Sunday, November 13, 2011

Various Newspaper Clippings

Pittsburg Dispatch, 1889
ogdensburg-advance-1957-october-december - 0062.pdf
Totem pole carving was a centuries - old craft of the American Indians, especially those of the northern Pacific coast. They were invariably carved of logs of red cedar into figures of humans, birds or animals that represented the mythology and history of a particular tribe or clan. The Indians used adzes and knives to cut the logs and carve the poles. They used crude paints—burnt clam shells for white, iron ores for rusty reds—which they mixed with salmon roe, and applied the paint with porcupine hair brushes.
...pictured here. Indian artist Henry Hunt carves model of a Haida totem pole at Thunderbird Park, British Columbia, Canada.
Ogdensburg Advance, December 1957

Indians Win
The U.S. Court of Claims in Washington has decided that a small group of Alaskan Tlingit and Haida Indians is entitled to payment for more than 20 million acres of land taken by white men from their ancestors. Millions of dollars could be involved in payment for the land (shaded area on Newsmap). Included are the Tongass national Forest (18 million acres), appropriated by the government in 1902-1907 and Glacier Bay National Monument (two million acres), taken in 1925, and Annette Island (86,000 acres).
Massena Observer, November 1959

Aboriginal Cremation.
The novel scene of burning the dead was witnessed on Point Hudson, near this city, last Sunday. Some Hydah Indians who were encamped there lost one of their number by death, and in accordance with their peculiar custom when any of the tribe die away from home, they prepared a funeral pyre and performed their rites. One aged klootchman stood near the fire with a bottle of liquid, supposed to be whiskey, from which she filled a glass now and then, and threw the contents on the blaze, after which she would give utterance to the dismal wailing notes of the Hydah death song. The ceremony of burning their dead when traveling around is to keep the bodies from falling into the hands of other tribes.--Port Townsend (W.T.) Argus.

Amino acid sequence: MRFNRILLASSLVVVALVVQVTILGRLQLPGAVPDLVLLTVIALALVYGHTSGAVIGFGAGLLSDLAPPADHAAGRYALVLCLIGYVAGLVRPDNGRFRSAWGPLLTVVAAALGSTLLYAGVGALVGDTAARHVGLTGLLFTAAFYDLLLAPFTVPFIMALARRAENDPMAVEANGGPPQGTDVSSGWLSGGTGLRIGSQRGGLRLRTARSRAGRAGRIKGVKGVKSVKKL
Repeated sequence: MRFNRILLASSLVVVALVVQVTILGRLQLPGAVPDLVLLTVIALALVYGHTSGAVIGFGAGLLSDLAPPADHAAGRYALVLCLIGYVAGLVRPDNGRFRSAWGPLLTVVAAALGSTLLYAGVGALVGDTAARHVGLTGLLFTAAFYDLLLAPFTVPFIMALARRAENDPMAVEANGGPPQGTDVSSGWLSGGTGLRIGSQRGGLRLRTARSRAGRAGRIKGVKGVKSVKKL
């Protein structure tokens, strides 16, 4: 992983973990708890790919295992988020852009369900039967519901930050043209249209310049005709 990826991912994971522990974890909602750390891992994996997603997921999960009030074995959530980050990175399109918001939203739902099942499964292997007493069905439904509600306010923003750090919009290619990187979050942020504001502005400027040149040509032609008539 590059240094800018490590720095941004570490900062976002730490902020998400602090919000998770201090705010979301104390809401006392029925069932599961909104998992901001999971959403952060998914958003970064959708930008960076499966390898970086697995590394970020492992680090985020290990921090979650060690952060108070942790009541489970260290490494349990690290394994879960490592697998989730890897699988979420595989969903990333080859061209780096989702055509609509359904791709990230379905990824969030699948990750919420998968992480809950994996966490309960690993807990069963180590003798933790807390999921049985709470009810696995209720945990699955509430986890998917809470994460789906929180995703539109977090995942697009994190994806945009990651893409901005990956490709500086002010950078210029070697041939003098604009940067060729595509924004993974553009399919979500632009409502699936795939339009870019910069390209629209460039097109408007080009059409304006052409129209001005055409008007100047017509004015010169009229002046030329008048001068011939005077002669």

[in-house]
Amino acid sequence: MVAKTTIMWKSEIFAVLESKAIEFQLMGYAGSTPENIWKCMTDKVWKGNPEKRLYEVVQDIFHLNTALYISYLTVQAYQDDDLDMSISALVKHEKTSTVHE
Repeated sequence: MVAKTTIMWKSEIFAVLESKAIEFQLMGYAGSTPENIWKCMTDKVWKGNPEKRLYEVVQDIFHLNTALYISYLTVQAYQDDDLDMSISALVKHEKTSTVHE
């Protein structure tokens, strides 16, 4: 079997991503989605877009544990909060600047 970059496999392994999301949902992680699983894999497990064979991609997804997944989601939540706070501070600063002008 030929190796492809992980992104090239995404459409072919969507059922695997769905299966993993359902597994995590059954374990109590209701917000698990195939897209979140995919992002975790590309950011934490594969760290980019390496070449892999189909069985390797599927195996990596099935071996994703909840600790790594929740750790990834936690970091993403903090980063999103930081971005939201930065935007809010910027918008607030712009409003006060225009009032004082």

Weekly Kansas Chief, July 9, 1874

Women in Alaska
The lowest point reached by the mercury is 29 deg. below zero, and when the wind is from the southeast the snow drifts on the west side of our house until the building is nearly hidden, the snow being three feet deep on the roof. When the storm is over the natives come with their shovels, made of the shoulder blades of the walrus or the baby whale, and dug us out.
. . .
Mrs. Jones, writing from the native village of Juneau says: "It is difficult to improve the conditions of the natives here. Few take any interest in the civilizing or Christianizing of the people in Juneau save the missionaries, and the tide of immortality is something dreadful.
Kansas City journal., August 08, 1897

Alaskan Natives
The Copper-colored first settlers will stand no nonsense
Suspicious of White men
Slow to anger, but dangerous.
The Saint Paul globe., December 19, 1897

Alaska Indians
"It has been noticed that the natives, both on the American and Asiatic coast, have no religious ideas and no conception of a God."
. . . "among the Alaska Indians there is no idea of future life or future punishment." Those who heard Rev. S. Hall Young's lecture on Alaska will remember something of the doctrines of the natives, as to their belief in the transmigration of souls, so that while they do not have a definite idea of Heaven or hell they do believe that the soul never dies but passes from one being to another through countless ages.
The Daily Astorian., April 29, 1883

The Great Northwest
It is a fact not generally known that a great many of the canoes seen on this part of the coast are made by a tribe of Indians further north, the Hydahs, who have their headquarters at Massett, a picturesque little Indian village above Port Simpson, says the New Westminister Ledger. The Hydahs are known far and near among other tribes for their skill in canoe building, and not only in building the graceful craft are they skilled, but also in their use, in which last they are almost unapproachable.
The Anaconda standard., August 18, 1891

The British Daily Colonist, 1858 - 1910

Massett Leader, 1912-1913